This week, financial advisory firm Kroll said administrations among construction companies are on the rise this year and Sarah Rayment, its managing director, said: “It is unsurprising that construction continues to lead the way, with traditionally low margins leaving little breathing space.”

It all feels that right now is an incredibly difficult time to be a contractor – much  harder than normal.

Construction lawyer Rudi Klein, for so long a champion of the specialists, said: “The supply chain is facing its greatest risk from upstream insolvencies for at least 15 years. Trade credit insurance is being withdrawn or reduced, thus increasing the risk for those SMEs which can still afford the premiums.

“Tier 1 contractors are underbidding more and more and clients are putting off start dates for projects, adding to desperate pressures already on the supply chain. Clients, especially public sector clients, have not internalised the seriousness of the situation.”

In its latest accounts, Vinci blamed the impact of fixed-price contracts for sending it to a £44m pre-tax loss from a £24m profit last time – a swing of £68m.

Inflation and subcontractor failures did for Bouygues’ numbers, too, with that business slumping to a £42m loss.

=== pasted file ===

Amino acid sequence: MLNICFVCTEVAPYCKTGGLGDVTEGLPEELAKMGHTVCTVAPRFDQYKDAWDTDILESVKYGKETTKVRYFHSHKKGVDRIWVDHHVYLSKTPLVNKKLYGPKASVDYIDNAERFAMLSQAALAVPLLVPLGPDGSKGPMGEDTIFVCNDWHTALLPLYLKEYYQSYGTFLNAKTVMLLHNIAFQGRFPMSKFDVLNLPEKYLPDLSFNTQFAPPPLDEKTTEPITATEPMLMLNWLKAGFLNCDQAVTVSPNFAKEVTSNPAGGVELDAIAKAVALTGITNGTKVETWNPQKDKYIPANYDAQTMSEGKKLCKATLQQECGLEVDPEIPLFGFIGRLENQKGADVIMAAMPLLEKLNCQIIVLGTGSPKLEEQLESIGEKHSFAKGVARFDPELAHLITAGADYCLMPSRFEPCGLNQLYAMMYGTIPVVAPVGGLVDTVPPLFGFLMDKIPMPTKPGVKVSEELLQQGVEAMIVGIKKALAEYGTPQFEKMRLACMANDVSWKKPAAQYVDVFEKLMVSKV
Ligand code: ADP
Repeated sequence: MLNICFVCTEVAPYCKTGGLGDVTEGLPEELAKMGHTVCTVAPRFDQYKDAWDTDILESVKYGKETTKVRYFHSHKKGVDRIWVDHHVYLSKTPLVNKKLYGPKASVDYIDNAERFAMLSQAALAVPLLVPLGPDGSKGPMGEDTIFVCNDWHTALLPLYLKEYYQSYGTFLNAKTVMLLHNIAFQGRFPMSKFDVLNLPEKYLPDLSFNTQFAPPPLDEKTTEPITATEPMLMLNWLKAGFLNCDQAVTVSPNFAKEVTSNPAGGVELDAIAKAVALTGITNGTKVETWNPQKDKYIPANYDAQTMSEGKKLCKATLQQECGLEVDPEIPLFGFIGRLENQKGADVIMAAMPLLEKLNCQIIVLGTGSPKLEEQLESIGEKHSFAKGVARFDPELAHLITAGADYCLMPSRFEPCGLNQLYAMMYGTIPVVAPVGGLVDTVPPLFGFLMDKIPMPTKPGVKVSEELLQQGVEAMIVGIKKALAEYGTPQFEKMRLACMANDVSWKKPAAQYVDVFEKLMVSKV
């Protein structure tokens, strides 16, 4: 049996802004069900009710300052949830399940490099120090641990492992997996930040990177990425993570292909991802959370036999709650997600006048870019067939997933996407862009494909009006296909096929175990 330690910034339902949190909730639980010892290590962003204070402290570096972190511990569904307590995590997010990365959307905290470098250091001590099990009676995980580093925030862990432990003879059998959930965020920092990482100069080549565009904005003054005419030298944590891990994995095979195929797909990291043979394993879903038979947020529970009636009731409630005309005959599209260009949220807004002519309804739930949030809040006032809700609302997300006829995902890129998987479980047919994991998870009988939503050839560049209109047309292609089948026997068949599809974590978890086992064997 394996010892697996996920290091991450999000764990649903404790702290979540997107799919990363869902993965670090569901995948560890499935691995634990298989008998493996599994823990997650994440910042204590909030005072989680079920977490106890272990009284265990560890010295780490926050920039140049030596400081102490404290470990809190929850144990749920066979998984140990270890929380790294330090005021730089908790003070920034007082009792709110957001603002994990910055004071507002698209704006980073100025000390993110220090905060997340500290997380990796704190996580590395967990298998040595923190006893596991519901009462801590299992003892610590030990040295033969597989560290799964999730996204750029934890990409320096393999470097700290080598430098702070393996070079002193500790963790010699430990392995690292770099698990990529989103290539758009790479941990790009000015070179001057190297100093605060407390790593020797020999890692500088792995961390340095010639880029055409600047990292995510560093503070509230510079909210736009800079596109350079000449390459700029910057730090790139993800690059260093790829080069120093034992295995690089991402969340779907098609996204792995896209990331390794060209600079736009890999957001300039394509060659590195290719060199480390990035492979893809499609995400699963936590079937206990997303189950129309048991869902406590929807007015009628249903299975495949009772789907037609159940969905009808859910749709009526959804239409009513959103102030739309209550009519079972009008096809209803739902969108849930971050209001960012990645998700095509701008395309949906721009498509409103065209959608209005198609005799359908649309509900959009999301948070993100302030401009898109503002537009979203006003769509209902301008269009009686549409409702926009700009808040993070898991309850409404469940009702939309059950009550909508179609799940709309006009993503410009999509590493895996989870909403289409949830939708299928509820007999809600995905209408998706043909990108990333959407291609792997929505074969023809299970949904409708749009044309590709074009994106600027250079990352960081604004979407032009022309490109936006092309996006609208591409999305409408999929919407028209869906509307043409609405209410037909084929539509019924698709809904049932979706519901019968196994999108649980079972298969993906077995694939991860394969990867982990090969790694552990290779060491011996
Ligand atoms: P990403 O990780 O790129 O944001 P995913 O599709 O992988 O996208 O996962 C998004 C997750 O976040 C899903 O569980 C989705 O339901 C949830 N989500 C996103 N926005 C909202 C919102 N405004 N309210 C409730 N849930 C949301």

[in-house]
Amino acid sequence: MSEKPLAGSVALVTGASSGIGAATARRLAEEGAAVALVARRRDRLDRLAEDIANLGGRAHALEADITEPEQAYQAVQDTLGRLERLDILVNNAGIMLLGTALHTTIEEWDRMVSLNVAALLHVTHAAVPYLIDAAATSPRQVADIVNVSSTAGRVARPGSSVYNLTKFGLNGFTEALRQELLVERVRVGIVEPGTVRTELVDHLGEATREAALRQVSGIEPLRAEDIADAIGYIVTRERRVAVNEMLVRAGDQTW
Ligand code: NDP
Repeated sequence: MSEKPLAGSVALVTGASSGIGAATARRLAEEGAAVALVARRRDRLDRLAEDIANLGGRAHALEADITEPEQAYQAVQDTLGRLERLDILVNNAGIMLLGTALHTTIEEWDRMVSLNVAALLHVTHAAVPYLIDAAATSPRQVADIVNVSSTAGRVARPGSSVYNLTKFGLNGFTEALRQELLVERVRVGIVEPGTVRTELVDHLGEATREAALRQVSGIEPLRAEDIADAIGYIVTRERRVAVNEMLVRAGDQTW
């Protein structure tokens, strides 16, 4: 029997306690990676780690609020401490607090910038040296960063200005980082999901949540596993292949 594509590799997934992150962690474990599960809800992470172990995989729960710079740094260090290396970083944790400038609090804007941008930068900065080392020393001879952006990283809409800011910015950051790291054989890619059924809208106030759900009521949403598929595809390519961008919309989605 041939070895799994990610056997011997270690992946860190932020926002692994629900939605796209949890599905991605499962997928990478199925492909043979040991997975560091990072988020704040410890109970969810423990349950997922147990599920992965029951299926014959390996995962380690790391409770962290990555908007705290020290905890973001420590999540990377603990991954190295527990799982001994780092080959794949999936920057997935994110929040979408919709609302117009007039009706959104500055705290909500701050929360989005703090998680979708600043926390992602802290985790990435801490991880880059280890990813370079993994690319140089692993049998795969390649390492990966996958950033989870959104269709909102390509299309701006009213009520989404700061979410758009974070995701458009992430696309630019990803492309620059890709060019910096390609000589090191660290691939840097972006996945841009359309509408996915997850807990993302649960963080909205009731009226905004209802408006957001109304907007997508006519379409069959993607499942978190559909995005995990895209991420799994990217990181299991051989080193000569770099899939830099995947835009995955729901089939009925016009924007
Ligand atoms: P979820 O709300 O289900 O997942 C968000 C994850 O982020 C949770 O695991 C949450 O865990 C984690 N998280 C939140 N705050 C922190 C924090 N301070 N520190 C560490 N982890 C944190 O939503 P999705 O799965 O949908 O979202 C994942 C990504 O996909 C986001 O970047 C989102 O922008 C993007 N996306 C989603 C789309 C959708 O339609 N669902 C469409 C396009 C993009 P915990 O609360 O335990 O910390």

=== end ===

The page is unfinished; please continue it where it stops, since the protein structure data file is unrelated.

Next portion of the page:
Both are part of much bigger organisations in France but the bean-counters across the Channel in Paris will surely only put up with so much before they wonder: why bother?

Vinci singled out two fixed-price jobs where it had lost money. In the accounts, the firm said that “it had decided to stop entering medium and long-term contracts if they do not include fair price adjustment clauses”.

Over the summer, John Sisk said its performance had been hit by the ongoing effects of covid-19 as well as “the impact of energy costs on fixed-price contracts”.

I think we have a very testing 12 months ahead. The consultant and client world needs to step up and take responsibility for the health of our construction market

Major industry client

Buckingham’s administrator Grant Thornton said the firm was hobbled by “significant and increasing losses” on several sport and leisure schemes, which it put down to “inflationary pressures”. Buckingham went down owing the supply chain £108m. Two firms were owed more than £4m each.


The collapse earlier this month of MJ Lonsdale has prompted the latest bout of soul-searching within the industry

There is a pattern emerging here which makes it seem inevitable that more and more contractors will simply not tender fixed jobs because the risk is too great.

“I think we have a very testing 12 months ahead,” one major client said. “The consultant and client world needs to step up and take responsibility for the health of our construction market.

“Stop pushing risk down the supply chain. It’s far too fragile right now.”